Reflections at the End of Election Season

This note was sent today to our contributors, and we would like to share it with our readers as well.

Dear friends,

“In a revolutionary epoch, sometimes men taste every novelty, sicken of them all, and return to ancient principles so long disused that they seem refreshingly hearty when they are rediscovered.” At least that’s what Russell Kirk wrote.

The prevailing political ideas of a society come and go as if in a cycle. Those who study politics observe how difficult it is for one political party to hold the White House for more than three consecutive terms. In 1964, electing Mr. Reagan in 1980 may have seemed beyond imagination. And with the exception of Bobby Kennedy, few may have anticipated an Obama administration only 20 years after that of Reagan’s. This is not a refutation specifically of those arguments, which suggest that history progresses slowly but surely towards an endpoint. Perhaps if anything it is more similar to noticing how glasses with big rims come in and out of fashion every twenty years or so.

Democracy is about courting adherents just as feudalism may have been about capturing the loyalty of lords.

Democracy is about courting adherents just as feudalism may have been about capturing the loyalty of lords. Democracy is a political system about providing information and insights to voters to persuade them to see the issues as you do and to vote that way. That is the goal of any publication with a mission statement that seeks to uphold a fixed set of values. Unfortunately, it has become very effective to smear candidates with certain words that stick rather than to critique their policy. On our more optimistic days, we believe that the policies and positions we generally favor are so persuasive, so difficult to argue against or provide historical evidence to the contrary, that our opponents have no choice but to call us names, insult us, engage in elaborate schemes of character assassination.

Recall how politicians who favor certain policies such as an originalist interpretation of the Constitution are smeared as “against women.” Robert Bork was a particularly notable victim. Eventually, he was forced to declare: what does it mean that I am against women? Do I not like my mother, my wife, my daughter?

The editorial stance of Merion West will remain non-partisan. Ideas and issues are complicated, and sometimes the stances a party takes are more the result of calculation and political advantage than a respect for consistency of ideology.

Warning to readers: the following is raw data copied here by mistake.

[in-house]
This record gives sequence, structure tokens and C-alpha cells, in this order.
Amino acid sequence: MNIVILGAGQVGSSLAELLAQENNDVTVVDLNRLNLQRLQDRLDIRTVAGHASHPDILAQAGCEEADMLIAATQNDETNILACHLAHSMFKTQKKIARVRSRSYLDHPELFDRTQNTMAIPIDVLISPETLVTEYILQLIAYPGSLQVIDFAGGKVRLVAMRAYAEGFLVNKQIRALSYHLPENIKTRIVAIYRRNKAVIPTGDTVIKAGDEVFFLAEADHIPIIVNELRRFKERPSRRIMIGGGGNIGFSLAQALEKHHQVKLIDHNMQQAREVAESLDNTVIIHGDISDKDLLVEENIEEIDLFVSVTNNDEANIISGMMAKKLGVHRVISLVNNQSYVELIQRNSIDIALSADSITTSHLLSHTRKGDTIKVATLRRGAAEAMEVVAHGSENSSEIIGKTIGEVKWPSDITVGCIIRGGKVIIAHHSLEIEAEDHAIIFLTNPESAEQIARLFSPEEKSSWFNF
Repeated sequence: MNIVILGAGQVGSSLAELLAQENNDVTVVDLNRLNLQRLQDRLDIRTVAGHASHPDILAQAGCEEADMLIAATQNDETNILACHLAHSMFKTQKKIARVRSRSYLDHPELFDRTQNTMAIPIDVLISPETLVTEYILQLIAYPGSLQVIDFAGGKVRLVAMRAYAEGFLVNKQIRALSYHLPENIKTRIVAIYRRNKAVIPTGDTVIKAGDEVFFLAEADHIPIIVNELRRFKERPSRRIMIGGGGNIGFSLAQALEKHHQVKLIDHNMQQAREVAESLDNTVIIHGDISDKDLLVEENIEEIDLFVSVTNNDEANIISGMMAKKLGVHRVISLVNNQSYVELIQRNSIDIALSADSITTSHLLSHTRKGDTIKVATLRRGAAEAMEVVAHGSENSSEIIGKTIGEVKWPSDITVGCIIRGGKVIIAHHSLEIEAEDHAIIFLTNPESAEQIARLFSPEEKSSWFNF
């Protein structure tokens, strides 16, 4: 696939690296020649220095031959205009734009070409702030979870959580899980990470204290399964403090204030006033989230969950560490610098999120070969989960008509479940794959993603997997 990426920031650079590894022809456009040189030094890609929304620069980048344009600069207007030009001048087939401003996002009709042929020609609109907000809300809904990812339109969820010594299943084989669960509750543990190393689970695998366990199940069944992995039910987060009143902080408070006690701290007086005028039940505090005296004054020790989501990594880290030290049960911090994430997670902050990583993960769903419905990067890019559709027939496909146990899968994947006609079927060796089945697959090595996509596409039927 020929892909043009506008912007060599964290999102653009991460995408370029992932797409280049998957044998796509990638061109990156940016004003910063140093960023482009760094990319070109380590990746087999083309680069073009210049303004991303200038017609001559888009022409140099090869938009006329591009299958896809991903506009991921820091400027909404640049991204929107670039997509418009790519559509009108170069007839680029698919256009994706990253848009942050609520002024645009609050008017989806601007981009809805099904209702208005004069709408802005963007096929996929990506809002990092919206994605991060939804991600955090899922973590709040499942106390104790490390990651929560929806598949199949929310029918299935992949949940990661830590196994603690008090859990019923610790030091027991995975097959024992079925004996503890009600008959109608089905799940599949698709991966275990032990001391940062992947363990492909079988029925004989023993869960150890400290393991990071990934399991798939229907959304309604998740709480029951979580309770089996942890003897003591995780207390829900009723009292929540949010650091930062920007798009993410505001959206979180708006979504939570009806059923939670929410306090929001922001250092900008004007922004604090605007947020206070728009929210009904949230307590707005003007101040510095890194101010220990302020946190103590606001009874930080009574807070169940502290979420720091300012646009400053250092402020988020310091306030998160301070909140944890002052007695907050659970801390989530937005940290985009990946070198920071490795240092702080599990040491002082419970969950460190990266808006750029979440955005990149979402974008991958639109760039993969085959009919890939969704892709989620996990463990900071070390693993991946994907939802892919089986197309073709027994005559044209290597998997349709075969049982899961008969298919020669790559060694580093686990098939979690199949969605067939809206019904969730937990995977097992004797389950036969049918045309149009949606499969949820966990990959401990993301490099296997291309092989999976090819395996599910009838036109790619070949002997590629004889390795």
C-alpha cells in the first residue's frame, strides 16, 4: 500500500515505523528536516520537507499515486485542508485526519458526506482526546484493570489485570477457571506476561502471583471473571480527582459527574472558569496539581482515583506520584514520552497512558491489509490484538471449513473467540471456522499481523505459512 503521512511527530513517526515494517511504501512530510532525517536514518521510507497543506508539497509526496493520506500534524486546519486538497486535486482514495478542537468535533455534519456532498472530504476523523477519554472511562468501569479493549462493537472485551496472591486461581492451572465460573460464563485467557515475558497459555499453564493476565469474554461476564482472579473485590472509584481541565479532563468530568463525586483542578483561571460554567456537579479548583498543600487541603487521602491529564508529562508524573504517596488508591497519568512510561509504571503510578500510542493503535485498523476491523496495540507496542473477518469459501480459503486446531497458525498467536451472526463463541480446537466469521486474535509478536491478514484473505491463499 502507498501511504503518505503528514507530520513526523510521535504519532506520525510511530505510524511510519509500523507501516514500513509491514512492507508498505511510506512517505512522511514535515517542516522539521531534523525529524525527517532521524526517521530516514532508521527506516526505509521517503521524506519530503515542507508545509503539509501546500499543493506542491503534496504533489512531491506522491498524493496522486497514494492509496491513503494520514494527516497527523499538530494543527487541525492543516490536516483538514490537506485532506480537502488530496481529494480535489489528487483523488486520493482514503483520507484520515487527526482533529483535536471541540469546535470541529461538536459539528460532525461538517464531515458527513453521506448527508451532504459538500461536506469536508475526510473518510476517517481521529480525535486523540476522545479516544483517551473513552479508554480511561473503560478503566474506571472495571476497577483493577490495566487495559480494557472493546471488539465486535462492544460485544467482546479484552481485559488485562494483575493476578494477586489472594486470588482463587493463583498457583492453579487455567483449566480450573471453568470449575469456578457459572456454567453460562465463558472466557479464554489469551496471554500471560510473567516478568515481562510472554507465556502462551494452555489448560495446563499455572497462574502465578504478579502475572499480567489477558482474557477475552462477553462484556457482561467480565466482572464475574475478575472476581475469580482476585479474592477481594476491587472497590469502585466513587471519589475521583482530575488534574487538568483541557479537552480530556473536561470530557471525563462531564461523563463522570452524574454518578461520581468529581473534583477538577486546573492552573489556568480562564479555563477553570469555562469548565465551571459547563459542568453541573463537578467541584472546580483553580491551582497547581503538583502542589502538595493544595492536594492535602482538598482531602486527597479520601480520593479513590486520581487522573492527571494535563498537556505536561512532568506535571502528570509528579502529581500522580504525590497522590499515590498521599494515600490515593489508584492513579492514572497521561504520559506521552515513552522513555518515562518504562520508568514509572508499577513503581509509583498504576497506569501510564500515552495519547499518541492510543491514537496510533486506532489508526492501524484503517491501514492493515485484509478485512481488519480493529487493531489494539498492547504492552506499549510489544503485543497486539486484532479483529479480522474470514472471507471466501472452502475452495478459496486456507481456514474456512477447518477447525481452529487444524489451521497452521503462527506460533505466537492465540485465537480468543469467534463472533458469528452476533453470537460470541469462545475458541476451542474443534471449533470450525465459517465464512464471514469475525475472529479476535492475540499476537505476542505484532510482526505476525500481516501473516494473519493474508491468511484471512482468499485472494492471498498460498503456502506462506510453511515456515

The editorial stance of Merion West will remain non-partisan. Ideas and issues are complicated, and sometimes the stances a party takes are more the result of calculation and political advantage than a respect for consistency of ideology. This is not to say that the world is not, at times, paradoxical with seemingly-contradictory policies both having a degree of merit to them. The Left’s decision to oppose tobacco and break with its tradition of allowing people to do as they please in their private lives is one example of calculation rather than ideological change. Most voters like the idea of reducing dependence on tobacco, so that’s a position that sells.

In any election season, there are winners and losers. I hope, going forward, we can wring some lasting meaning from the campaigns waged this election cycle and engage more completely with some of the issues raised.

This is true for each side because in a healthy, functioning democracy, each political group must take its turn in the minority.

Our political system is one in which those who lose elections can still have faith that through re-shaping their message and working to persuade people to share their ideologies so that they can win at the next cycle. This is true for each side because in a healthy, functioning democracy, each political group must take its turn in the minority. At the moment, the majority party needs to continue to sell its arguments to the voters in order to have the best chance of success at the midterms.

Our purpose remains providing our readers with thoughtful, prudent commentary so as to arm them to make as informed a decision as is ever possible in our never-quite-certain world.

Thank you for your continued support of our budding project.

With best wishes,

The Editors

Articles authored or co-authored by Staff Editors.

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